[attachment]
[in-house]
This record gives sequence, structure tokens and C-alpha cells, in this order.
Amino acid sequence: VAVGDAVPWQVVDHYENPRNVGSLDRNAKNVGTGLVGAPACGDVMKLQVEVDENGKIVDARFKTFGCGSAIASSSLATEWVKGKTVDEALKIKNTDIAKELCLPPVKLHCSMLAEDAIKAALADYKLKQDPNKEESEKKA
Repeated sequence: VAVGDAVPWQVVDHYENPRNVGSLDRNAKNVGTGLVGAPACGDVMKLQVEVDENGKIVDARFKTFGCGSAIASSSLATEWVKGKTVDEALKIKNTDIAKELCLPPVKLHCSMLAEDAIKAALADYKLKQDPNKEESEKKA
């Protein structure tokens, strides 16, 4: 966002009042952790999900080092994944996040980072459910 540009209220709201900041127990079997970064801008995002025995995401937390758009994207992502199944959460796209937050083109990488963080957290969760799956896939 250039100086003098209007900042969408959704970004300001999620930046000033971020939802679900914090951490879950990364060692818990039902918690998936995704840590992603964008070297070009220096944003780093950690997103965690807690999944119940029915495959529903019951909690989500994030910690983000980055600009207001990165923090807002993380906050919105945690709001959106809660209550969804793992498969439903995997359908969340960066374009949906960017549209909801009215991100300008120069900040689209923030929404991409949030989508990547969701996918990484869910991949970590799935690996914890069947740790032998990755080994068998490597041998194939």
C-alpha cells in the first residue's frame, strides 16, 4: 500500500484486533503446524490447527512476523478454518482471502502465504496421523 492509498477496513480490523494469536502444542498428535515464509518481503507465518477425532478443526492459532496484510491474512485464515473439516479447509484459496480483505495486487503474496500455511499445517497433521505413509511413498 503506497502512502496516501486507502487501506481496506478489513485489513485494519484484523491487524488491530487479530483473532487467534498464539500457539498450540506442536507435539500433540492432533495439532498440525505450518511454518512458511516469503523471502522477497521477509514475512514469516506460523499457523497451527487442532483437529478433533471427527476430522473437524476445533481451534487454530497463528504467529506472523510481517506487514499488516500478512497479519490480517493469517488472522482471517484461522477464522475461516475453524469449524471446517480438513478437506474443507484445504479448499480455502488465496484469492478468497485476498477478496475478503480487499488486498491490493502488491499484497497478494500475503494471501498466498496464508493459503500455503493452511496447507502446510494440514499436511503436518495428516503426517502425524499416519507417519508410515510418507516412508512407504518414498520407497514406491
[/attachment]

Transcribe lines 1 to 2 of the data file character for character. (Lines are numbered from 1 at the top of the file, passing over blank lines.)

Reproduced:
[in-house]
This record gives sequence, structure tokens and C-alpha cells, in this order.